THE JOSIE R. JOHNSON LEADERSHIP ACADEMY
The Josie R. Johnson Leadership Academy (JRJLA) is a six-month AALF leadership development cohort experience that’s designed to meet the cultural, personal, and professional development needs of 20 African American leaders. Known as fellows, these 20 individuals share a lifelong commitment to improving outcomes in the Black community. Each fellow builds a vocabulary for articulating their passion and purpose. JRJLA leverages the time and talents of established African American leaders, referred to as Torchbearers, dedicated to mentoring, advocating and championing other leaders. With individualized Professional coaching and connection to these leaders the JRJLA fellows actively engage in experiential learning sessions to deepen our framework around Leadership, Sankofa, Community, and Thriving. Each fellow designs an individual project that will benefit the community through their leadership exploration and connections made with local businesses and community organizations.
This is a unique opportunity for Twin Cities-based African American Leaders. Join the network completed by more than 120 JRJLA Alumni, Torchbearers, and Community Leaders.
Upon successful completion of this Leadership Academy experience, fellows will have the opportunity to share their leadership projects to community and celebrate their graduation from the JRJLA. Additionally, each fellow has the opportunity to earn an investment into their continued leadership development in the form of a $1000 grant (based on participation and attendance).
Through this initiative the African American Leadership Forum provides emerging leaders with the guidance and tools needed to improve outcomes for African Americans in Minnesota. The success of JRJLA is measured by accomplishing the following objectives:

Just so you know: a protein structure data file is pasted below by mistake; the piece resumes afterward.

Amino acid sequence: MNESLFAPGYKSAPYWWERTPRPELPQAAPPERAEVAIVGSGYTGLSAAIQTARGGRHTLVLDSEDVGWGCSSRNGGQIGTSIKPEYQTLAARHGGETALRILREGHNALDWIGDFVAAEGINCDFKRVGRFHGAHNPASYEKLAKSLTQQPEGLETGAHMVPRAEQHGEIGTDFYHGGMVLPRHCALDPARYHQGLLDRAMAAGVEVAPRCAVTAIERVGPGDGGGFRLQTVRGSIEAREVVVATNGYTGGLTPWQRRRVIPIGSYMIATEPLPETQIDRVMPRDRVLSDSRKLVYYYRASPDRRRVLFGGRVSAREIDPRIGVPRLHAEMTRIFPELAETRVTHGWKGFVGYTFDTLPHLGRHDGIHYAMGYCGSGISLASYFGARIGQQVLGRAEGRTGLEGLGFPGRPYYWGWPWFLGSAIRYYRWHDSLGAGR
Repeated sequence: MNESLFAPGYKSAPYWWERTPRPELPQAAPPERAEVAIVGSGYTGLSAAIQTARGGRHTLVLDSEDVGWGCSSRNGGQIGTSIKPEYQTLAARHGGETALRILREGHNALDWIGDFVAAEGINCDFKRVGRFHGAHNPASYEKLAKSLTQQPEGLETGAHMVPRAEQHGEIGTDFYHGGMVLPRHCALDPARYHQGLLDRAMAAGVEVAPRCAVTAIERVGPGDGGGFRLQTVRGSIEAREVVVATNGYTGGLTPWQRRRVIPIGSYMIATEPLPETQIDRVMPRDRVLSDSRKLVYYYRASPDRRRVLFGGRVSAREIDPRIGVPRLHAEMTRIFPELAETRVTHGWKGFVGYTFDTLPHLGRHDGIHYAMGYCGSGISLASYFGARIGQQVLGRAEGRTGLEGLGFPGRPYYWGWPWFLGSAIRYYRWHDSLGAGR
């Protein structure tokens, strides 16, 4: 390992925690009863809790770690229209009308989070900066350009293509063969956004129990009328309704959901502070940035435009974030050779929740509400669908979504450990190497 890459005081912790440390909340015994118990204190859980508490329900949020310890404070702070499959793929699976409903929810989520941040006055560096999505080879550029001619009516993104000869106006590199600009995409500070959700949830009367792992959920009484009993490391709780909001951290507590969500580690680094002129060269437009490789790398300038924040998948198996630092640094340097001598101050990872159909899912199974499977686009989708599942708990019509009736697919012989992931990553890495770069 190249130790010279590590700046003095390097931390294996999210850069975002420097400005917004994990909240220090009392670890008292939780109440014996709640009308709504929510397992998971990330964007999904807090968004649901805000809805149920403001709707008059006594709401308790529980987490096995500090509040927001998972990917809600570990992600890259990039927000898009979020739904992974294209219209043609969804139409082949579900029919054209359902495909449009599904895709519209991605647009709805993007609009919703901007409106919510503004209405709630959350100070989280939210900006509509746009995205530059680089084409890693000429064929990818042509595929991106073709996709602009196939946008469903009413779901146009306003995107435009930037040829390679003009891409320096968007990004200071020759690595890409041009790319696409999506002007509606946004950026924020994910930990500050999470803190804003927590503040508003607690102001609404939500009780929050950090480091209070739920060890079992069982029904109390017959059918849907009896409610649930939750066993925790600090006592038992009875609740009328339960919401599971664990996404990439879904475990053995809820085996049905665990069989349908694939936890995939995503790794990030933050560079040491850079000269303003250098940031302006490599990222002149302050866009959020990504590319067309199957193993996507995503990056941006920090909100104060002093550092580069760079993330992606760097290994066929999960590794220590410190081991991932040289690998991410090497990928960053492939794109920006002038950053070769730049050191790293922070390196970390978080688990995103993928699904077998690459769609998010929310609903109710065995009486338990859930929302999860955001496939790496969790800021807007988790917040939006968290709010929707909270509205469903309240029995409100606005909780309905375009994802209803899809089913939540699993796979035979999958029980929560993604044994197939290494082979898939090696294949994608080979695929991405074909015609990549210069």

- To become a part of the AALF Family (network)
- Comprehend leadership from multiple perspectives
- To apply evidence-based leadership strategies and framework
- Complete an individual project to significantly impact and/or influence one or more of AALF’s six impact areas to strengthen the Black Community
- Develop a continuous learning plan
- Develop a Black-centered self-care practice/plan
- Dismantling white supremacy in leadership
- Understand how Blackness is an asset in Leadership
- A growing community of JRJLA Alumni diverse in age, professional and life experiences to deepen connections among Black leaders across the Twin Cities
REQUIREMENTS FOR APPLICANTS
All successful applicants will be required to commit to the following:
JRJLA is an in person, Twin Cities-based academy. Attendance at community excursion events throughout the program’s duration is required with no exceptions. Fellows are expected to attend each excursion on time and stay for the entire event. Some sessions will require reading and other work assignments.
Fellows are required to execute an individual community leadership project that will influence one or more of AALF’s focus areas. They’ll be responsible for providing reports on progress throughout the academy. Each fellow will make a short presentation or pitch to AALF stakeholders (Alumni, Community members, Torchbearers, Staff, and Board members). These stakeholders will champion launch opportunities while sharing knowledge to better the proposals.